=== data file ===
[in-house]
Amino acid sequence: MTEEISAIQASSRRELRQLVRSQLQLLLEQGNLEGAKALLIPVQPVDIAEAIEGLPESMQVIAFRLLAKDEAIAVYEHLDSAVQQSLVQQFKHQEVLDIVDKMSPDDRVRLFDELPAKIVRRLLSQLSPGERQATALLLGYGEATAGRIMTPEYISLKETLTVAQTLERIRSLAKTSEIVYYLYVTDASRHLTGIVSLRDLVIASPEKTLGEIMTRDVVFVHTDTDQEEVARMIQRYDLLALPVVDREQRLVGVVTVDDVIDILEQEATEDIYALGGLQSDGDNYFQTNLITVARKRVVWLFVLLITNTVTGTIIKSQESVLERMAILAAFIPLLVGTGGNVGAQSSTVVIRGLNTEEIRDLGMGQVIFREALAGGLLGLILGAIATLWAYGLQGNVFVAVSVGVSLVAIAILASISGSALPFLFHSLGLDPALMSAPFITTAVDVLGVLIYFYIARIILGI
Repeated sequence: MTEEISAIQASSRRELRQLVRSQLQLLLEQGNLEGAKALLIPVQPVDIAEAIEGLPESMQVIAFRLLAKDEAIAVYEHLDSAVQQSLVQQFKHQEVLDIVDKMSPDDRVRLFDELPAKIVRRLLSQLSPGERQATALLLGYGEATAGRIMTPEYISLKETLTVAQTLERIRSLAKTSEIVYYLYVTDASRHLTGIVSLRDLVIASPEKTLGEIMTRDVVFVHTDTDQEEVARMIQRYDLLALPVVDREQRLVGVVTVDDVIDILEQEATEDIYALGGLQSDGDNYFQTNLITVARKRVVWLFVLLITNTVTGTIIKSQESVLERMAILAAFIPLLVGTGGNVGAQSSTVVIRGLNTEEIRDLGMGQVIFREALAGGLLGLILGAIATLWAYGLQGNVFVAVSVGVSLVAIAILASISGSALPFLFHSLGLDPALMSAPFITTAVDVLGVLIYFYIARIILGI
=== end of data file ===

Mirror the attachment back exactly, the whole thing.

[in-house]
Amino acid sequence: MTEEISAIQASSRRELRQLVRSQLQLLLEQGNLEGAKALLIPVQPVDIAEAIEGLPESMQVIAFRLLAKDEAIAVYEHLDSAVQQSLVQQFKHQEVLDIVDKMSPDDRVRLFDELPAKIVRRLLSQLSPGERQATALLLGYGEATAGRIMTPEYISLKETLTVAQTLERIRSLAKTSEIVYYLYVTDASRHLTGIVSLRDLVIASPEKTLGEIMTRDVVFVHTDTDQEEVARMIQRYDLLALPVVDREQRLVGVVTVDDVIDILEQEATEDIYALGGLQSDGDNYFQTNLITVARKRVVWLFVLLITNTVTGTIIKSQESVLERMAILAAFIPLLVGTGGNVGAQSSTVVIRGLNTEEIRDLGMGQVIFREALAGGLLGLILGAIATLWAYGLQGNVFVAVSVGVSLVAIAILASISGSALPFLFHSLGLDPALMSAPFITTAVDVLGVLIYFYIARIILGI
Repeated sequence: MTEEISAIQASSRRELRQLVRSQLQLLLEQGNLEGAKALLIPVQPVDIAEAIEGLPESMQVIAFRLLAKDEAIAVYEHLDSAVQQSLVQQFKHQEVLDIVDKMSPDDRVRLFDELPAKIVRRLLSQLSPGERQATALLLGYGEATAGRIMTPEYISLKETLTVAQTLERIRSLAKTSEIVYYLYVTDASRHLTGIVSLRDLVIASPEKTLGEIMTRDVVFVHTDTDQEEVARMIQRYDLLALPVVDREQRLVGVVTVDDVIDILEQEATEDIYALGGLQSDGDNYFQTNLITVARKRVVWLFVLLITNTVTGTIIKSQESVLERMAILAAFIPLLVGTGGNVGAQSSTVVIRGLNTEEIRDLGMGQVIFREALAGGLLGLILGAIATLWAYGLQGNVFVAVSVGVSLVAIAILASISGSALPFLFHSLGLDPALMSAPFITTAVDVLGVLIYFYIARIILGI